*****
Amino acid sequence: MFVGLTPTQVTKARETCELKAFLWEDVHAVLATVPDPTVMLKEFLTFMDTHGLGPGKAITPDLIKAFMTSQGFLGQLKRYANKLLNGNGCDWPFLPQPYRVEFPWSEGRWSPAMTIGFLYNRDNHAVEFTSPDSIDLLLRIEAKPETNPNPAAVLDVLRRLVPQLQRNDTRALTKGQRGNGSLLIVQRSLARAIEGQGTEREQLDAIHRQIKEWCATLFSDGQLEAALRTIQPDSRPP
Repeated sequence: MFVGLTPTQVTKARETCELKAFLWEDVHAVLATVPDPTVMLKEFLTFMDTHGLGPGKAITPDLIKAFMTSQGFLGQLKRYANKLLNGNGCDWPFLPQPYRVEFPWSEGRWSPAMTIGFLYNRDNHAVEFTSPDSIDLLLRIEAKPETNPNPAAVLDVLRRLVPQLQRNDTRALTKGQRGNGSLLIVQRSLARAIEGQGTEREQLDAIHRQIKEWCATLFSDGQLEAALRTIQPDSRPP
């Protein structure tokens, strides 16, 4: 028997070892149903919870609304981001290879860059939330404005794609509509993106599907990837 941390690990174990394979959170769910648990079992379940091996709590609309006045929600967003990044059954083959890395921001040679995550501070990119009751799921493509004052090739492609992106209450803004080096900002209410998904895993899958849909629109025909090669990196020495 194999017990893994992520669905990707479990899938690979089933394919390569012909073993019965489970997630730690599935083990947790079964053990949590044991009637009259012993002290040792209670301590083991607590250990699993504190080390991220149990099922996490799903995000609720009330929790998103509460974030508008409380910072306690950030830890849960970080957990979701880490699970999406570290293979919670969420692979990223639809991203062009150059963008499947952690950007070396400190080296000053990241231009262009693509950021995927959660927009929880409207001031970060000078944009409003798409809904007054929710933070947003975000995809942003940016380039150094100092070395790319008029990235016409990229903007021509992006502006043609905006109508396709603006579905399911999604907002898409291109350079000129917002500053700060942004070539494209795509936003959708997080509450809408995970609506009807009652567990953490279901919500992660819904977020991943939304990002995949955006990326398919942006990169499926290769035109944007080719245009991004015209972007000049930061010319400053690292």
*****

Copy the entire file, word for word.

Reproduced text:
Amino acid sequence: MFVGLTPTQVTKARETCELKAFLWEDVHAVLATVPDPTVMLKEFLTFMDTHGLGPGKAITPDLIKAFMTSQGFLGQLKRYANKLLNGNGCDWPFLPQPYRVEFPWSEGRWSPAMTIGFLYNRDNHAVEFTSPDSIDLLLRIEAKPETNPNPAAVLDVLRRLVPQLQRNDTRALTKGQRGNGSLLIVQRSLARAIEGQGTEREQLDAIHRQIKEWCATLFSDGQLEAALRTIQPDSRPP
Repeated sequence: MFVGLTPTQVTKARETCELKAFLWEDVHAVLATVPDPTVMLKEFLTFMDTHGLGPGKAITPDLIKAFMTSQGFLGQLKRYANKLLNGNGCDWPFLPQPYRVEFPWSEGRWSPAMTIGFLYNRDNHAVEFTSPDSIDLLLRIEAKPETNPNPAAVLDVLRRLVPQLQRNDTRALTKGQRGNGSLLIVQRSLARAIEGQGTEREQLDAIHRQIKEWCATLFSDGQLEAALRTIQPDSRPP
């Protein structure tokens, strides 16, 4: 028997070892149903919870609304981001290879860059939330404005794609509509993106599907990837 941390690990174990394979959170769910648990079992379940091996709590609309006045929600967003990044059954083959890395921001040679995550501070990119009751799921493509004052090739492609992106209450803004080096900002209410998904895993899958849909629109025909090669990196020495 194999017990893994992520669905990707479990899938690979089933394919390569012909073993019965489970997630730690599935083990947790079964053990949590044991009637009259012993002290040792209670301590083991607590250990699993504190080390991220149990099922996490799903995000609720009330929790998103509460974030508008409380910072306690950030830890849960970080957990979701880490699970999406570290293979919670969420692979990223639809991203062009150059963008499947952690950007070396400190080296000053990241231009262009693509950021995927959660927009929880409207001031970060000078944009409003798409809904007054929710933070947003975000995809942003940016380039150094100092070395790319008029990235016409990229903007021509992006502006043609905006109508396709603006579905399911999604907002898409291109350079000129917002500053700060942004070539494209795509936003959708997080509450809408995970609506009807009652567990953490279901919500992660819904977020991943939304990002995949955006990326398919942006990169499926290769035109944007080719245009991004015209972007000049930061010319400053690292």